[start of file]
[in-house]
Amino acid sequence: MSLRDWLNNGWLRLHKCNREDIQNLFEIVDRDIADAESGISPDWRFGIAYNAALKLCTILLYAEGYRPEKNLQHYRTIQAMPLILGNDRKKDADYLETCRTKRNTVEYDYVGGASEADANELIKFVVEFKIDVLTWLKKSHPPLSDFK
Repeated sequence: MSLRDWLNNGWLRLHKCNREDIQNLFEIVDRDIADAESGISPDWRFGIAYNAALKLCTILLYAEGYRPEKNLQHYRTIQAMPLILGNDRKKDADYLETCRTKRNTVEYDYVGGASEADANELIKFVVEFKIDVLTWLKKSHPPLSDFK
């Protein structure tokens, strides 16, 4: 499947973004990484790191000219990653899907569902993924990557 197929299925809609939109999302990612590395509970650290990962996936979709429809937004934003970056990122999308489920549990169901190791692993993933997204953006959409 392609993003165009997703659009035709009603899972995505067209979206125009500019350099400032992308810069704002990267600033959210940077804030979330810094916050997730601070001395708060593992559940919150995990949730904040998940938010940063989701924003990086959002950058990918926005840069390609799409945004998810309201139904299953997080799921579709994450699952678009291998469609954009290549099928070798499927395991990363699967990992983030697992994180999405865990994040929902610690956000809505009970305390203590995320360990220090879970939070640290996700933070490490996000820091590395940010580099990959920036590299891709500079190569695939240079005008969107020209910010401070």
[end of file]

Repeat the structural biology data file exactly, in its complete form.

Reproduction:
[in-house]
Amino acid sequence: MSLRDWLNNGWLRLHKCNREDIQNLFEIVDRDIADAESGISPDWRFGIAYNAALKLCTILLYAEGYRPEKNLQHYRTIQAMPLILGNDRKKDADYLETCRTKRNTVEYDYVGGASEADANELIKFVVEFKIDVLTWLKKSHPPLSDFK
Repeated sequence: MSLRDWLNNGWLRLHKCNREDIQNLFEIVDRDIADAESGISPDWRFGIAYNAALKLCTILLYAEGYRPEKNLQHYRTIQAMPLILGNDRKKDADYLETCRTKRNTVEYDYVGGASEADANELIKFVVEFKIDVLTWLKKSHPPLSDFK
């Protein structure tokens, strides 16, 4: 499947973004990484790191000219990653899907569902993924990557 197929299925809609939109999302990612590395509970650290990962996936979709429809937004934003970056990122999308489920549990169901190791692993993933997204953006959409 392609993003165009997703659009035709009603899972995505067209979206125009500019350099400032992308810069704002990267600033959210940077804030979330810094916050997730601070001395708060593992559940919150995990949730904040998940938010940063989701924003990086959002950058990918926005840069390609799409945004998810309201139904299953997080799921579709994450699952678009291998469609954009290549099928070798499927395991990363699967990992983030697992994180999405865990994040929902610690956000809505009970305390203590995320360990220090879970939070640290996700933070490490996000820091590395940010580099990959920036590299891709500079190569695939240079005008969107020209910010401070």